Jeff Smith – a former Democratic state senator and executive director of the Missouri Workforce Housing Association – said a project must be essentially owned by a for-profit corporation to benefit from the federal low-income housing tax credit. That means a big chunk of the money appropriated by the state would go to pay taxes.
(And on Monday, Smith disputed Lamping's contention that developers were "OK" with cuts to the program. He added that developers aren't in favor of "cutting low-income housing support and moving the program from MHDC - which has effectively administered it – to the legislative process, where a single opposing Senator could filibuster an appropriations bill to kill the program each year.")
Smith added that “simply writing a check to developers puts all the risk back to taxpayers, when in the present system, investors bear all of the risk for the projects that don't come to fruition or are poorly managed.”
“If the state simply writes a check, there is no prospect for recapture, and all is lost in those cases,” said Smith, whose group represents a number of entities involved in developing low-income housing.
Wuest noted that his organization vets projects through an investment board – which means they’re not putting energy into developments that will flop. He said one option to make the credit more valuable would be to issue the credits over a five-year period – instead of 10 years.
In addition to listing direct appropriation as an option to change the program, Schweich's audit also raised the possibility of shortening the time period the tax credits are issued or making the credit refundable.
Question of influence
Some lawmakers have alleged that the biggest players in developing low-income housing – and tax credits in general – have had a disproportionate influence over key members of the General Assembly.
That includes Lamping, who said, “A long list of special interests control a select few of the General Assembly in a such a way that they’re able to keep laws from coming to be.”
“When I talk about political donors, there are philosophical donors – I’m a philosophical donor. Somebody who speaks to my views, I donate to their campaign,” Lamping said. “Then there are investors. And we’ve created a significant political investor class. And if it’s $100,000 or $1 million or $10 million, I guarantee you their return is 10- or 20-fold. And that’s what we have and that’s what we’re up against it.”
The Post-Dispatch recently reported that some the biggest syndicators are politically well-connected. The paper reported that Mark Gardner – who owns the syndication firm Gardner Capitol Inc. – hired former House Speaker Steve Tilley, R-Perryville, as a lobbyist.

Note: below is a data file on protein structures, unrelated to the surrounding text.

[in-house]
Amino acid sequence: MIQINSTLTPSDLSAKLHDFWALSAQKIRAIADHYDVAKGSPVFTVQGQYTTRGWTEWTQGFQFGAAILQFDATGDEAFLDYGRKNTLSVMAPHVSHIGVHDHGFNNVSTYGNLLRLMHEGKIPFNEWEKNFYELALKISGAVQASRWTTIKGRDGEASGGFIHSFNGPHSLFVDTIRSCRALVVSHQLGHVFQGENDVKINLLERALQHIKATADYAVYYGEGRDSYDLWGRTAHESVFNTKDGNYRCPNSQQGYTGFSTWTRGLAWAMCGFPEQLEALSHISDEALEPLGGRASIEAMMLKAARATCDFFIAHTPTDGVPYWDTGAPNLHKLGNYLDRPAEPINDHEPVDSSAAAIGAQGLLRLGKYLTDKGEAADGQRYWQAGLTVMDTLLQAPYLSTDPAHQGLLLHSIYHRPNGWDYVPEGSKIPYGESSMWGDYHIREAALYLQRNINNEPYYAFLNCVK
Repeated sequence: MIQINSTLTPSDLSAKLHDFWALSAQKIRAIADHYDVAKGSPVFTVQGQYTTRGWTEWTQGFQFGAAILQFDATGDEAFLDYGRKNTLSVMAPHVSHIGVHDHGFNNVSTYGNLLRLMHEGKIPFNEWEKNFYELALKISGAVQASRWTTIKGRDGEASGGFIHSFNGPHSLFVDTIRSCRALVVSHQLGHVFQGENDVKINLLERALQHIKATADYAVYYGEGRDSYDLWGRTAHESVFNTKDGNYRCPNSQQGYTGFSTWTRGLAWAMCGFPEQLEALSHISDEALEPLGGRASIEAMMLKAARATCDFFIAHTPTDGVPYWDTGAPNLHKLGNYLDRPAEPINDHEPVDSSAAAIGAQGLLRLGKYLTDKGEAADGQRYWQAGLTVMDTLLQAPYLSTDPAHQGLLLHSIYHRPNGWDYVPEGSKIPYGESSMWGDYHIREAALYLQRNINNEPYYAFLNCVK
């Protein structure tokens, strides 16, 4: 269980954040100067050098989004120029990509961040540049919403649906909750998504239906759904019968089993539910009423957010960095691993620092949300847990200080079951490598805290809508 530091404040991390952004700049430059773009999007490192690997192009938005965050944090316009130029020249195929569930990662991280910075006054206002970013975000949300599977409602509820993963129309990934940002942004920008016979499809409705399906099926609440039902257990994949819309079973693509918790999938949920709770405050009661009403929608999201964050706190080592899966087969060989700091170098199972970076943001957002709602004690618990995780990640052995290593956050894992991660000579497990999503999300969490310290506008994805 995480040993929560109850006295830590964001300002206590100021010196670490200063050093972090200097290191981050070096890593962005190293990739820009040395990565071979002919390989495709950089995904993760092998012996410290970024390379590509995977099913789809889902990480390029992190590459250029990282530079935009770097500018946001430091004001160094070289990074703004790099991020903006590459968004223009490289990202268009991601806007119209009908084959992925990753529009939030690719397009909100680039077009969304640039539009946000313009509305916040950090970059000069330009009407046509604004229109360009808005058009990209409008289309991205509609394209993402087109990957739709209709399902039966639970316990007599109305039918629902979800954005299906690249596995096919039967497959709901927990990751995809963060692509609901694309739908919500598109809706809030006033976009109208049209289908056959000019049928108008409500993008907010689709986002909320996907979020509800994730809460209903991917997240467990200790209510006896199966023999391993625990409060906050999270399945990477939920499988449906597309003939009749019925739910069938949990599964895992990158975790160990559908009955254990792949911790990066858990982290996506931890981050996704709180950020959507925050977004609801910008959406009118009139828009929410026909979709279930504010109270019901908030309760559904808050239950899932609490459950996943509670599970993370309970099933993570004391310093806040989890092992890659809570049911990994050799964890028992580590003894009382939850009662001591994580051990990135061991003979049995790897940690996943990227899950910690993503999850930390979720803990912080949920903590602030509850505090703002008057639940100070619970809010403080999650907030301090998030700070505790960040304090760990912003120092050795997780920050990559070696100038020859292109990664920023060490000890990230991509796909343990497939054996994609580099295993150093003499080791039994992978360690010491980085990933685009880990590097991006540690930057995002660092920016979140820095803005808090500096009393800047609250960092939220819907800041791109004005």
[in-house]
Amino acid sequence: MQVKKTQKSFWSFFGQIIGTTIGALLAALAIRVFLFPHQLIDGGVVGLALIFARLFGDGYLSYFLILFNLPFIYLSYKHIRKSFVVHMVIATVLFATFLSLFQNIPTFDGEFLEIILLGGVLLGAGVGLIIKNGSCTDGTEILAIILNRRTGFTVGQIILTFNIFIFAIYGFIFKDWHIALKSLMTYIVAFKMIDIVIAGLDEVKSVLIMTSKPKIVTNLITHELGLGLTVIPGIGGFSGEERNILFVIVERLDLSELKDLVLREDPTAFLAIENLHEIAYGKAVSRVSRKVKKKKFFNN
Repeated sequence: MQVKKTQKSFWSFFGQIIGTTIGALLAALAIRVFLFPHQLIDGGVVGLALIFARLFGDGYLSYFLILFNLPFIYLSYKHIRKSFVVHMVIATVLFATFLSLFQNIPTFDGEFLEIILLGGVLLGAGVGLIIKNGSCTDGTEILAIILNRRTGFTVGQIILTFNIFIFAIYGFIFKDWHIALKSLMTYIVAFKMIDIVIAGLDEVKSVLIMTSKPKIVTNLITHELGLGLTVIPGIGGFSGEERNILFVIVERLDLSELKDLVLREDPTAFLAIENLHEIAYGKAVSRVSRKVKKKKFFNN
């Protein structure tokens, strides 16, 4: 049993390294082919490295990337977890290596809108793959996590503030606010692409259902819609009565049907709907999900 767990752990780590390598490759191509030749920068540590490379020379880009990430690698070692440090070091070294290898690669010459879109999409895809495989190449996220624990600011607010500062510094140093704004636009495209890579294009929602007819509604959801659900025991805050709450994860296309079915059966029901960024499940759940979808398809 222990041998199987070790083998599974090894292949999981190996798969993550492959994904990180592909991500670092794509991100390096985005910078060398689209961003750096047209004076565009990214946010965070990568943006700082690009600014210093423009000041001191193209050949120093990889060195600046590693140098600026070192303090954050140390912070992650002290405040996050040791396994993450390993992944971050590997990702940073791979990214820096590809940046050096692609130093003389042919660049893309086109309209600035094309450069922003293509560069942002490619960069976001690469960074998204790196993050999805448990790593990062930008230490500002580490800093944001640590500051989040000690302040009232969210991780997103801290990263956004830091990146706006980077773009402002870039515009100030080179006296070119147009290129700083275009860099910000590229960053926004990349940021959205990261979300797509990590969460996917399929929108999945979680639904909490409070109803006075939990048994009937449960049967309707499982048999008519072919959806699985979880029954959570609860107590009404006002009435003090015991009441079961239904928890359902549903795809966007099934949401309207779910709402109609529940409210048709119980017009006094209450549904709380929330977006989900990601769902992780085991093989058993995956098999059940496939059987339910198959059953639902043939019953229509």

And for a number of years, a series of political action committees with contributions from for-profit syndication firm Affordable Equity Partners have showered contributions to various political figures. (That company is run by Columbia, Mo.-based businessman Jeffrey Smith, who is considered a major figure in the low income housing tax credit industry.)
But Lt. Gov. Peter Kinder – a Republican who has long supported the low-income housing tax credit – says critics are overplaying their hand. He said on a recent episode of the Politically Speaking podcast that labor unions and trail attorneys are far more politically active than low-income housing tax credit interests. (For what it's worth, Lamping said he didn't find that argument particularly convincing.)
From 2011 to 2013, nine political action committees – with names like Quality Building PAC and Alliance for Building and Technical Education -- receiving contributions from Affordable Equity Partners distributed about $281,000 to roughly 90 different candidates. Gardner or his company donated about $90,000 during that same time period. Those totals are far below some of the state's prominent corporations or big individual donors.
“There are a few people like Jeff who have made a lot of money providing clean, safe, affordable housing,” said Kelly. “They like that system. They like the fact that they make money from it. But they also like doing that work. I don’t have a problem with a private-sector model.”
For his part, Holden says he hasn’t been to the Missouri capitol in 10 years. He hasn’t personally been involved in lobbying for the tax credit. And he's donated around $3,250 over the last three years to Missouri-based political candidates. (Both his company and the St Louis Equity Fund is a part of Missouri Workforce Housing Association.)
"I don’t anybody’s vote’s been bought," Holden said. "I don’t know of any developers or syndicators that have spent the kind of money that it would take to even tempt a legislator to not … to vote his own conscience."
He says one reason lawmakers may be hesitant to cut the program has to do with the tax credit’s benefit.
"There are a lot of projects in St. Louis that are probably in more than one senatorial district and in at least nine or 10 state representative districts," Holden said. "I think the state representatives and senators see that money gets to come back to their districts. And that it’s helping the seniors that they represent. And it’s providing housing for the working poor that are in their districts."
"So I think they’re more influenced by that and by organizations than they are by money," he added.
On the Trail, a weekly column, weaves together the intriguing threads from the world of Missouri politics.